Solomon Bull is a Blackfoot Indian who’s in college and day-trading for a living while also training for an extreme marathon through some of the roughest terrain in the Southwest. While that might be enough for some novels, that’s only the opening premise. The marathon is run by a mercenary (or terrorist) recruiter, and Solomon wants to see if he can finish it to live up to the legacy of his father, who was killed in the 1970s while fighting for the American Indian Movement. His girlfriend is cheating on him with his roommate, resulting in a bet that Solomon can derail the reelection of their state’s senator in favor of a more liberal challenger. From there, things get weird.
Solomon finds himself caught between the federal government and the organizer of the Desert Dog marathon. Forced to investigate by a Treasury agent, he still wants to complete the run just to prove he can. At the same time, the senator he’s campaigning against isn’t going down without a fight, and what should Solomon do when he hears rumor of the senator’s possible abuse of Native American kids.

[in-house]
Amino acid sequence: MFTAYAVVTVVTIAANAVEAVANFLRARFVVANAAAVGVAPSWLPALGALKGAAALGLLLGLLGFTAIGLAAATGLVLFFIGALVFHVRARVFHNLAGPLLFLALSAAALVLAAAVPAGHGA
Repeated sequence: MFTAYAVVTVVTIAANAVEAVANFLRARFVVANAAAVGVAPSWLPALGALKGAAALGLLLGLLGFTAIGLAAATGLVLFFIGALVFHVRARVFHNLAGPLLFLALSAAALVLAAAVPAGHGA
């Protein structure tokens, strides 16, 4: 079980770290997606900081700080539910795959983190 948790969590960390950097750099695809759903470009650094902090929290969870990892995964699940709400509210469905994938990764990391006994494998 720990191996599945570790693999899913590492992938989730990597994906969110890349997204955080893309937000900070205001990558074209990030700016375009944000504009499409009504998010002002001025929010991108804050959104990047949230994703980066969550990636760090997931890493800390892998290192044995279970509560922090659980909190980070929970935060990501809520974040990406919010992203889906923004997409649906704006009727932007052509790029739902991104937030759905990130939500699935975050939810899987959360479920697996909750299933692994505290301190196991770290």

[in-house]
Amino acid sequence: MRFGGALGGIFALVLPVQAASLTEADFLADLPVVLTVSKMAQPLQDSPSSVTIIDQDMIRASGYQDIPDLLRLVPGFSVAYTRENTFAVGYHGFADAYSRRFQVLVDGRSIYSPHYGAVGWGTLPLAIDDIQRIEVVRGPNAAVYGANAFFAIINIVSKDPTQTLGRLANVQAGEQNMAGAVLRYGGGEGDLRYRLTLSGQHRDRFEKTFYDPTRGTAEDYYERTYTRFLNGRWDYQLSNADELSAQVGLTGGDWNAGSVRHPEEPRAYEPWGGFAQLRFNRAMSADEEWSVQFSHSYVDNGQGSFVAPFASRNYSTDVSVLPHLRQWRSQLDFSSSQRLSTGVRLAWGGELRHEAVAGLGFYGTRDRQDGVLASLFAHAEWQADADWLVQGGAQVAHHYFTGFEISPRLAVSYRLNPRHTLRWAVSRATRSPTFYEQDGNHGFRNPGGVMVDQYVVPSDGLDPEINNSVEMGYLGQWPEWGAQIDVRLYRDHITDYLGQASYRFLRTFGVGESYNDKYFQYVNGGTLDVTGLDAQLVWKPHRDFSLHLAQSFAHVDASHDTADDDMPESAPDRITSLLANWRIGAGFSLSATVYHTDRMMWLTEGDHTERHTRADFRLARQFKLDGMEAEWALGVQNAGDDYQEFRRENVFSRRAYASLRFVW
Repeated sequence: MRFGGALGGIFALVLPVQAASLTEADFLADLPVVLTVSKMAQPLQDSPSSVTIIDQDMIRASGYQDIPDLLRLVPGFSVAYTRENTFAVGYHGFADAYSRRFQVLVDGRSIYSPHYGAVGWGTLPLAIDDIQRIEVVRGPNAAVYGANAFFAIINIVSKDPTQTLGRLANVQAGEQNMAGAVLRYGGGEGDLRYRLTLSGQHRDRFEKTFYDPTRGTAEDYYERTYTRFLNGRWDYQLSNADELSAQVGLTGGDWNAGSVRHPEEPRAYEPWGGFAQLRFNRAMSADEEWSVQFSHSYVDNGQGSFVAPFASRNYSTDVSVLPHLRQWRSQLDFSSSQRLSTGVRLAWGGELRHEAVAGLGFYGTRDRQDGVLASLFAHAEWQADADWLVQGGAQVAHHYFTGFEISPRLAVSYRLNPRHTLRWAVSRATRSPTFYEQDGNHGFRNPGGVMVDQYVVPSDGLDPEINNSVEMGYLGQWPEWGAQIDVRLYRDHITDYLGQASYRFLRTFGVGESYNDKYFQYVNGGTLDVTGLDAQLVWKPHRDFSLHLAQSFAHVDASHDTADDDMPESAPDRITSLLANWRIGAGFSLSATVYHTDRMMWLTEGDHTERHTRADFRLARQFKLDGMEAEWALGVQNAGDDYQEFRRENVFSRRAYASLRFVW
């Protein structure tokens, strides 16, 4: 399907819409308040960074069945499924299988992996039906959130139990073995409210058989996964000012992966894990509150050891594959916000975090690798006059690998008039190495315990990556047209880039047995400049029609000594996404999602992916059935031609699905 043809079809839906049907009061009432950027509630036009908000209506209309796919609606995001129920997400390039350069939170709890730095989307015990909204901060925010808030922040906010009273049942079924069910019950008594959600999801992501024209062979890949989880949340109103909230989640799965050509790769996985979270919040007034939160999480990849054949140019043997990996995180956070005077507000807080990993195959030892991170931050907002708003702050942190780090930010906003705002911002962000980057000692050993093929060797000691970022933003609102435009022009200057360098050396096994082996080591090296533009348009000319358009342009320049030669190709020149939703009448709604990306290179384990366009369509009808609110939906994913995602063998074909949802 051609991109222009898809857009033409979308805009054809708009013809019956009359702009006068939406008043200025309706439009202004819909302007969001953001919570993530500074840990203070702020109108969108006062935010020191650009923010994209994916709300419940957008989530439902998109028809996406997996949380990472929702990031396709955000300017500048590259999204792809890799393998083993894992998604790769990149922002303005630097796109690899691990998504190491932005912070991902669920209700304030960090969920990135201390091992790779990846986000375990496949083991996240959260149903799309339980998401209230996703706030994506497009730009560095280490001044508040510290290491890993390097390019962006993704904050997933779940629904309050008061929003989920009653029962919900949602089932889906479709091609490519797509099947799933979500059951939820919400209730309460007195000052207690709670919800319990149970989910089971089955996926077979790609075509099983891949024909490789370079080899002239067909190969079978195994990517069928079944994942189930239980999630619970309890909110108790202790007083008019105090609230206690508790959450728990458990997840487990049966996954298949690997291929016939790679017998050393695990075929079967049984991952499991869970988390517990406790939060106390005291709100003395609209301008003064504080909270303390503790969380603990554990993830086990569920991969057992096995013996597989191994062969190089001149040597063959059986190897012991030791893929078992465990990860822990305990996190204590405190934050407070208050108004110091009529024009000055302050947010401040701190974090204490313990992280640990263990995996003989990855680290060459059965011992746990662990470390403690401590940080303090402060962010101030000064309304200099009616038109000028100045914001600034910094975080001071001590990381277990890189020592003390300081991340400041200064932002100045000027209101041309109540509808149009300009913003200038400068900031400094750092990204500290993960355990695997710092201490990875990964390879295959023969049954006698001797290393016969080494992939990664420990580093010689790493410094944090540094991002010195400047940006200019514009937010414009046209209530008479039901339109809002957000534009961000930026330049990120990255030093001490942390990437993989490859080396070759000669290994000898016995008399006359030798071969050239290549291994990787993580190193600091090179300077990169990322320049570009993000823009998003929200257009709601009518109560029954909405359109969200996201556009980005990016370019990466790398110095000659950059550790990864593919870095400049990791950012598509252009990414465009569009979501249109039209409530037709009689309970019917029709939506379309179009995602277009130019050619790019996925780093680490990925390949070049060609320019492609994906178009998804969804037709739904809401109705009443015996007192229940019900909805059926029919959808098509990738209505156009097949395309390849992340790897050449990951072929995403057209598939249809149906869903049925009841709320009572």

All of the plotlines feed in and out of the narrative, keeping the reader rushing to the end, much like trying a controlled run to the bottom of a steep hill. Solomon Bull is an interesting mix of adventure story, government conspiracy, Native American culture, and Libertarian philosophy. It’s politically incorrect, unexpectedly humorous, and thoughtful all at the same time. The dialog mostly flows smoothly, the character development is handled exceptionally well, and even with the competing plotlines, still stays coherent to the end. Clayton Lindemuth will fit in for fans of Greg Rucka’s Atticus Kodiak or Andrew Vachss’s Burke stories. Solomon Bull is an entertaining political conspiracy novel, with an engaging protagonist that fights the limitations imposed on him by both others and his personal demons he’s determined to overcome.